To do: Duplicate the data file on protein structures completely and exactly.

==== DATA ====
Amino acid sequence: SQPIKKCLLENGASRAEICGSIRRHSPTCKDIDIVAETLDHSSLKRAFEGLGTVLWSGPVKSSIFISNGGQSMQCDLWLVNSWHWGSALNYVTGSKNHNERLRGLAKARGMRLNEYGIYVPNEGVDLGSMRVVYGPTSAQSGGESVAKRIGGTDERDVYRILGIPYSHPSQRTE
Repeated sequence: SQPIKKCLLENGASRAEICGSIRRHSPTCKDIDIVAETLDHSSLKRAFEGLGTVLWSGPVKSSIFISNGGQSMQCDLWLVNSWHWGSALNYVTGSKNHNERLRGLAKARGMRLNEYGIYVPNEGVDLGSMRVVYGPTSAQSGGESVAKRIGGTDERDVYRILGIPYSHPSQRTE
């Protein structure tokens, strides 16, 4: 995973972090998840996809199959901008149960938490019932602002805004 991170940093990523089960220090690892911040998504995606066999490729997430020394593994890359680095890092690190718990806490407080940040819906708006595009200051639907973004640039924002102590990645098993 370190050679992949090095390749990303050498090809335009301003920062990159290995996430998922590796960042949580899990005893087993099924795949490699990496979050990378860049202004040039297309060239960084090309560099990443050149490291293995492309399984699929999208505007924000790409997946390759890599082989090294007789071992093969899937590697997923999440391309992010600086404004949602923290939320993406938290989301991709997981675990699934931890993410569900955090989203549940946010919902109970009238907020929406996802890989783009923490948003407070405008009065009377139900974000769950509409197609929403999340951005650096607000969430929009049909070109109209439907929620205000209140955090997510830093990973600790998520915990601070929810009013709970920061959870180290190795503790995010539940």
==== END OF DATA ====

Amino acid sequence: SQPIKKCLLENGASRAEICGSIRRHSPTCKDIDIVAETLDHSSLKRAFEGLGTVLWSGPVKSSIFISNGGQSMQCDLWLVNSWHWGSALNYVTGSKNHNERLRGLAKARGMRLNEYGIYVPNEGVDLGSMRVVYGPTSAQSGGESVAKRIGGTDERDVYRILGIPYSHPSQRTE
Repeated sequence: SQPIKKCLLENGASRAEICGSIRRHSPTCKDIDIVAETLDHSSLKRAFEGLGTVLWSGPVKSSIFISNGGQSMQCDLWLVNSWHWGSALNYVTGSKNHNERLRGLAKARGMRLNEYGIYVPNEGVDLGSMRVVYGPTSAQSGGESVAKRIGGTDERDVYRILGIPYSHPSQRTE
């Protein structure tokens, strides 16, 4: 995973972090998840996809199959901008149960938490019932602002805004 991170940093990523089960220090690892911040998504995606066999490729997430020394593994890359680095890092690190718990806490407080940040819906708006595009200051639907973004640039924002102590990645098993 370190050679992949090095390749990303050498090809335009301003920062990159290995996430998922590796960042949580899990005893087993099924795949490699990496979050990378860049202004040039297309060239960084090309560099990443050149490291293995492309399984699929999208505007924000790409997946390759890599082989090294007789071992093969899937590697997923999440391309992010600086404004949602923290939320993406938290989301991709997981675990699934931890993410569900955090989203549940946010919902109970009238907020929406996802890989783009923490948003407070405008009065009377139900974000769950509409197609929403999340951005650096607000969430929009049909070109109209439907929620205000209140955090997510830093990973600790998520915990601070929810009013709970920061959870180290190795503790995010539940």